Capitalism In China

Success in capitalist enterprise is often associated with the Protestant work ethic. However, study of three major entrepreneurs from the golden age of American capitalism reveals systematic leisure seeking and limited involvement in day-to-day business operations. There is reason to believe that this detachment may have been important to their success, enabling more effective decision making. All three relied on hard working and gifted partners but were kept informed by frequent, detailed reports. Important strategic decisions were never delegated. The major conclusion is that long hours of work are not essential for entrepreneurial success.

The entrepreneurs studied were Andrew Carnegie, John D. Rockefeller, and J. Pierpont Morgan. Despite their partial withdrawal of involvement their enterprises continued to expand at very rapid rates. All three had built effective organisational structures using the partnership approach and then closely supervised the performance of their subordinates. Most importantly, each retained effective control over important strategic decisions.
The time the principal decision maker spent away from routine business was an important factor in his success. Because the entrepreneurial function depends critically on the ability to perceive opportunities, excessive time spent in routine business activities may lead to less effective entrepreneurial decisions. Leisure, in particular time for thinking, is an important part of the creative process.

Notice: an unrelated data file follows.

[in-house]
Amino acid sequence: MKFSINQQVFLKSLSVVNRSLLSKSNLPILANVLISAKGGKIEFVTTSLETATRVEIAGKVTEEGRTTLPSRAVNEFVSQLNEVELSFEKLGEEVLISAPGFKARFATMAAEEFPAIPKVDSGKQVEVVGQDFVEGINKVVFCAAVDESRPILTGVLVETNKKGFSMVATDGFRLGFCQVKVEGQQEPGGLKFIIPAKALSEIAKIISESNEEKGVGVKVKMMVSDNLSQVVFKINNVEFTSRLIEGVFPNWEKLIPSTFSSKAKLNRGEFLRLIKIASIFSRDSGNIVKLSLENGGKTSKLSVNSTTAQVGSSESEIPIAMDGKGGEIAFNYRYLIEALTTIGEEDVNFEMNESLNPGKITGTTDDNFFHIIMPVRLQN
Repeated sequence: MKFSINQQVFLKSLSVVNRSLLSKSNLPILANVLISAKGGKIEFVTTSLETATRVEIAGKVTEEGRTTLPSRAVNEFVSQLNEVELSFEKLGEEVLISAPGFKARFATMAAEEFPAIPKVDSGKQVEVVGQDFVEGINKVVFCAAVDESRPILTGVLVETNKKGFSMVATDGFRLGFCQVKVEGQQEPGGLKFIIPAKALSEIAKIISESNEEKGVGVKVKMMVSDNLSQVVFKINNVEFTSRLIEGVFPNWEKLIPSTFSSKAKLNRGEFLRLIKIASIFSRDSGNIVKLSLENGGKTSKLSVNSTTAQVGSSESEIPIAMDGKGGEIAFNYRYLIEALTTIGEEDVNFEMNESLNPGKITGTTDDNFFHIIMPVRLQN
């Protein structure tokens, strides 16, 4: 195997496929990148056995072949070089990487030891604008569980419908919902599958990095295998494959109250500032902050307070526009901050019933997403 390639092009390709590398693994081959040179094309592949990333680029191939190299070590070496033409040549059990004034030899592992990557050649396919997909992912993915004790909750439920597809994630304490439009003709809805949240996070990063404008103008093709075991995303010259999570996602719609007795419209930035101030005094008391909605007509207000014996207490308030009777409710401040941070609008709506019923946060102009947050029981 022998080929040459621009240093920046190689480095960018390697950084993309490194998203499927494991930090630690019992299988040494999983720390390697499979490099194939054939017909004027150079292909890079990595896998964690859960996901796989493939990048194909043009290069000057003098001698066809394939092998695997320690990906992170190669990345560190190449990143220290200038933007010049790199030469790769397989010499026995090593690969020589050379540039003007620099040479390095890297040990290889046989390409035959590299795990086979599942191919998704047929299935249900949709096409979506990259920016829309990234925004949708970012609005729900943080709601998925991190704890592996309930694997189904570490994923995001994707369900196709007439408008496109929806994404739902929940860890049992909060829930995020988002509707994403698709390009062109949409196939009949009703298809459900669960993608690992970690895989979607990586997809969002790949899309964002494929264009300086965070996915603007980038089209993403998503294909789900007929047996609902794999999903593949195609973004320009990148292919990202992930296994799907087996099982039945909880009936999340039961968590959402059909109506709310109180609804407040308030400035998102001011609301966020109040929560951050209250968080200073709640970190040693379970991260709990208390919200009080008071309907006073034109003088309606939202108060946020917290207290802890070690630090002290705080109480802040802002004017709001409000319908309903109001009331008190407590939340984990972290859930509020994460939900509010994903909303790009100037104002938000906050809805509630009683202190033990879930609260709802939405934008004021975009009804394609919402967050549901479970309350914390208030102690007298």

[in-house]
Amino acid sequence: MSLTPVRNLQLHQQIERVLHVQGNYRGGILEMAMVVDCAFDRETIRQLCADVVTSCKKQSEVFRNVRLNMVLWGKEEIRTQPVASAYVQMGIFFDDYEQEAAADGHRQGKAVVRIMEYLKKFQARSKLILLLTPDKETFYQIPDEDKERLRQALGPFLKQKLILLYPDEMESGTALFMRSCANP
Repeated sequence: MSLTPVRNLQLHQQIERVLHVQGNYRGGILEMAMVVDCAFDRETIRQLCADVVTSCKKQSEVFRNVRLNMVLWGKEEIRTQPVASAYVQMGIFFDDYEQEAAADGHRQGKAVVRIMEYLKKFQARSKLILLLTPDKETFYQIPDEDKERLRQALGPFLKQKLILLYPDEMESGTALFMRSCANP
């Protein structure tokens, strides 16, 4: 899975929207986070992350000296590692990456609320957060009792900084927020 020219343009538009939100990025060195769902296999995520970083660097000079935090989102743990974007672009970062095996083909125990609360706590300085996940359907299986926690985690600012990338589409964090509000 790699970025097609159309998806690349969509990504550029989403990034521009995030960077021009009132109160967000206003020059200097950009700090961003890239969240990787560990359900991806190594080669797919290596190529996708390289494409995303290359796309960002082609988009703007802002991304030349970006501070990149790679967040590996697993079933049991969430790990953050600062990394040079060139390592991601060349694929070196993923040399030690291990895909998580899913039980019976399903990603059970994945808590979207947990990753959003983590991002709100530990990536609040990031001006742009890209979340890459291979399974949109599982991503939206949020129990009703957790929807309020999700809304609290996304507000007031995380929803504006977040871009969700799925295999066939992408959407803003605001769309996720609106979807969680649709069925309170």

This pattern of limited involvement in day-to-day business operations was principally after their enterprises had passed through the survival stage and had reached the point of take off into sustained growth. Typically, the business had experienced an initial “surge of success’ which provided the basis for rapid accumulation and internally funded growth, This released the principal decision maker from the necessity of spending long hours fighting for the survival of his firm and enabled him to concentrate on planning strategies for future growth and responding to challenges and opportunities presented by the external environment.

What is noteworthy in the cases studied is that the entrepreneur disengaged himself from the enterprise to such an extent that the casual observe might be excused for regarding him as semi-retired. Typically he would be absent from the business for extended periods, either on trips abroad or staying at a summer house and only visiting the place of business when absolutely necessary.

It is significant, however, that the entrepreneur’s partial withdrawal from his enterprise did not slow its growth or impede his own accumulation. Limited involvement continued while each of the three achieved national dominance in his area of activity suggesting strongly that appropriate entrepreneurial choices were being made. However, the fact that the founder was frequently absent does not mean that he had abdicated the decision making role. Important strategic decisions were never delegated. In addition, all three maintained a watchdog role which anticipated modern business practice by requiring frequent and detailed reports on key aspects of the firm’s operations.

Andrew Carnegie

Two of Carnegie’s biographers focus on his lack of the diligence normally associated with building a great business. One describes him as an “absentee employer”. The other points out: